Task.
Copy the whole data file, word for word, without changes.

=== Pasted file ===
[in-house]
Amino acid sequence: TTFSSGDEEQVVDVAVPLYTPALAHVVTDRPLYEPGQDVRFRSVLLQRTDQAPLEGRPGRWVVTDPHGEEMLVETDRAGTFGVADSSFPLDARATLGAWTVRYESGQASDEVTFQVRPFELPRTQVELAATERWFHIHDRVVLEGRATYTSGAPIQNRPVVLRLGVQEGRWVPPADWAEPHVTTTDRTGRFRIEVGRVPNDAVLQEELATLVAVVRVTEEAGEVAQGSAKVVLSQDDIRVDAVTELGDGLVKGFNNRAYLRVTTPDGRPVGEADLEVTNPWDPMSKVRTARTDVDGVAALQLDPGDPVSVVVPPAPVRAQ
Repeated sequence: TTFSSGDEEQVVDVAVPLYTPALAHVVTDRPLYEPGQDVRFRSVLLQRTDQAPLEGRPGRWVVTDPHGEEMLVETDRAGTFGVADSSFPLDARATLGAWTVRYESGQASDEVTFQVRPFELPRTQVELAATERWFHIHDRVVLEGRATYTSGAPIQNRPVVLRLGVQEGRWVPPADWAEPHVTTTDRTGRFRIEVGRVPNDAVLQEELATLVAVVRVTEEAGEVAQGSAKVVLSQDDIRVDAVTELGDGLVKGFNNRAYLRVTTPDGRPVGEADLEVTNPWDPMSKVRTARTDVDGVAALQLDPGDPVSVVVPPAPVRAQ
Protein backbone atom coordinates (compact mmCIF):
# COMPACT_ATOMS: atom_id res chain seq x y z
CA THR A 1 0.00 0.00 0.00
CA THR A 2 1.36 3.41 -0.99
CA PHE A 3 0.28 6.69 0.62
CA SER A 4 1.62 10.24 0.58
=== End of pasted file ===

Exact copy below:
[in-house]
Amino acid sequence: TTFSSGDEEQVVDVAVPLYTPALAHVVTDRPLYEPGQDVRFRSVLLQRTDQAPLEGRPGRWVVTDPHGEEMLVETDRAGTFGVADSSFPLDARATLGAWTVRYESGQASDEVTFQVRPFELPRTQVELAATERWFHIHDRVVLEGRATYTSGAPIQNRPVVLRLGVQEGRWVPPADWAEPHVTTTDRTGRFRIEVGRVPNDAVLQEELATLVAVVRVTEEAGEVAQGSAKVVLSQDDIRVDAVTELGDGLVKGFNNRAYLRVTTPDGRPVGEADLEVTNPWDPMSKVRTARTDVDGVAALQLDPGDPVSVVVPPAPVRAQ
Repeated sequence: TTFSSGDEEQVVDVAVPLYTPALAHVVTDRPLYEPGQDVRFRSVLLQRTDQAPLEGRPGRWVVTDPHGEEMLVETDRAGTFGVADSSFPLDARATLGAWTVRYESGQASDEVTFQVRPFELPRTQVELAATERWFHIHDRVVLEGRATYTSGAPIQNRPVVLRLGVQEGRWVPPADWAEPHVTTTDRTGRFRIEVGRVPNDAVLQEELATLVAVVRVTEEAGEVAQGSAKVVLSQDDIRVDAVTELGDGLVKGFNNRAYLRVTTPDGRPVGEADLEVTNPWDPMSKVRTARTDVDGVAALQLDPGDPVSVVVPPAPVRAQ
Protein backbone atom coordinates (compact mmCIF):
# COMPACT_ATOMS: atom_id res chain seq x y z
CA THR A 1 0.00 0.00 0.00
CA THR A 2 1.36 3.41 -0.99
CA PHE A 3 0.28 6.69 0.62
CA SER A 4 1.62 10.24 0.58